Platt Perspective on Business and Technology

Meshing Human Resources processes with business complexity 7: audits and performance benchmarking, and bringing terms of employment considerations into the overall business-level strategic process

Posted in HR and personnel by Timothy Platt on January 20, 2014

This is my seventh installment to a series on the new and emerging workplace, and developing personnel policy and practices to better meet the needs of a 21st century business (see HR and Personnel, postings 190 and following for Parts 1-6.)

I have been discussing operational processes and decisions that enter into selecting and defining a suite of supported and approved terms of employee engagement with a business, in this series. But in order to complete the circle and effectively bring this into an overall business strategy context, it is necessary to audit and review processes in place and employment terms as they are actually carried out and as employees actually perform in them. That is the topic area for this posting, and I begin it by citing a core reference resource that I developed for this blog with applications such as this in mind: my series Moving Towards Dynamic Performance Based Business Models (see Startups and Early Stage Businesses, postings 123 and loosely following for its Parts 1-8.)

• A business venture begins with a vision and a goal, and a roughly drafted conception as to how that goal would be achieved and sustained. That defines what this intended business is to become.
• A business plan is a strategically organized road map for how to accomplish that.
• And when this business plan is developed and organized according to a dynamic performance based business model approach, all of the working parts of the plan are developed in terms of meaningful performance metrics. Everything included in it serves a specific identified purpose and everything included is planned out and operationalized in performance-measureable terms, and collectively in terms of a set of business-defining performance metrics.
• Extraneous details and functions, and extraneous potential additions to the structure of the business or to its table or organization that do not fit into this, are trimmed out as the business plan is brought into focus – a dynamic performance based business model business creates a lean business.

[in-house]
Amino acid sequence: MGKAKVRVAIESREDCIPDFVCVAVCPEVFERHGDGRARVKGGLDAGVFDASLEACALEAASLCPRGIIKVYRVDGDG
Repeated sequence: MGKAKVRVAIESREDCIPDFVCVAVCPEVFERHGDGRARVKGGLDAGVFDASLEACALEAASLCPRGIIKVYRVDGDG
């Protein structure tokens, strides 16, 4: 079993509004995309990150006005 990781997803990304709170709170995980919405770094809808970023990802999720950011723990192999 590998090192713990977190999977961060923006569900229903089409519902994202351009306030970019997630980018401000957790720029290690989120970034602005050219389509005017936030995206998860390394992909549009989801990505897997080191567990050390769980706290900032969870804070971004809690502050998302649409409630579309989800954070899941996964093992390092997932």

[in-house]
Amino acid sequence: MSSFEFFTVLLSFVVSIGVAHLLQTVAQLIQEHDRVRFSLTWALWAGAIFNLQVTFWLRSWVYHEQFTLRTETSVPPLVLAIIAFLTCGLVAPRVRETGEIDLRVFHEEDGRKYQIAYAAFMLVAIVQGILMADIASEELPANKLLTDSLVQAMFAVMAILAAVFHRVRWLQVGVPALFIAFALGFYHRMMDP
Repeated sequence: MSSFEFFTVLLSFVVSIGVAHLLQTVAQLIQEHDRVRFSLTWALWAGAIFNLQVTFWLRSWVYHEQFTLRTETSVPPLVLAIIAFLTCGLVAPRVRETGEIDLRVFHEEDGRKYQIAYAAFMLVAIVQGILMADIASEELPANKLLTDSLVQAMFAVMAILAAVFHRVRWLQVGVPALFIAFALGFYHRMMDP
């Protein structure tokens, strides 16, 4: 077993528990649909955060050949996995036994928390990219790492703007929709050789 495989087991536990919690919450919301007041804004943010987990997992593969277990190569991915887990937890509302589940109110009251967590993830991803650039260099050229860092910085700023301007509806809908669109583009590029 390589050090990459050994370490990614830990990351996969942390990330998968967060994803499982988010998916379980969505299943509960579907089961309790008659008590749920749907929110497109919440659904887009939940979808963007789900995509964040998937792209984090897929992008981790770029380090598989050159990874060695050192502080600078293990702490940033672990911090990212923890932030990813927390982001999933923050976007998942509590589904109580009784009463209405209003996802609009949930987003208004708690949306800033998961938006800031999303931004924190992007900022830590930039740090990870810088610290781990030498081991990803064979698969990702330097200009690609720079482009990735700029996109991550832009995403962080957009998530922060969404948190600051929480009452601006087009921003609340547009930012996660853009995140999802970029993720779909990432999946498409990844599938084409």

• And it is a flexible and adaptable business as it is a core element of the ongoing strategy of such an organization, that it continually be performance reviewed to make sure that everything that is needed in it is included, and that anything that is not is updated to become relevant again or done away with.

Operational gaps and gaps in what is needed to achieve and maintain business effectiveness and efficiency lead to operational and strategic fragility and a loss of ability to be able to flexibly adapt to change, and whether that means responding to challenges and threats, or to positive opportunity. Bloat and the waste of resources it creates, loss of potential liquidity included, in maintaining less functional and even extraneous systems and resources lead to the same problematical results.

• My goal for this series installment is to make explicit note of how the suite of terms of employment that is supported at a business,
• And the sweep of mutually agreed to contractual agreements by which specific employees engage in that business as employees according to those terms of employment,
• Should follow this lean and agile approach, with the right employees working for and with the business under the right terms of employment, and with their terms of employment reviewed and updated as their work needs and those of the business change.
• At minimum, this review process should be carried out at every employee’s annual performance review, but it would also be tracked as employee and team performance on specific tasks and projects are monitored, and particularly for high priority work that holds specific strategic significance to the organization.

I am going to end this series at this point, simply noting that I am certain to return to the issues that I have been raising here, and throughout this series as a whole in future postings and series too. Meanwhile, you can find this and related postings at HR and Personnel.


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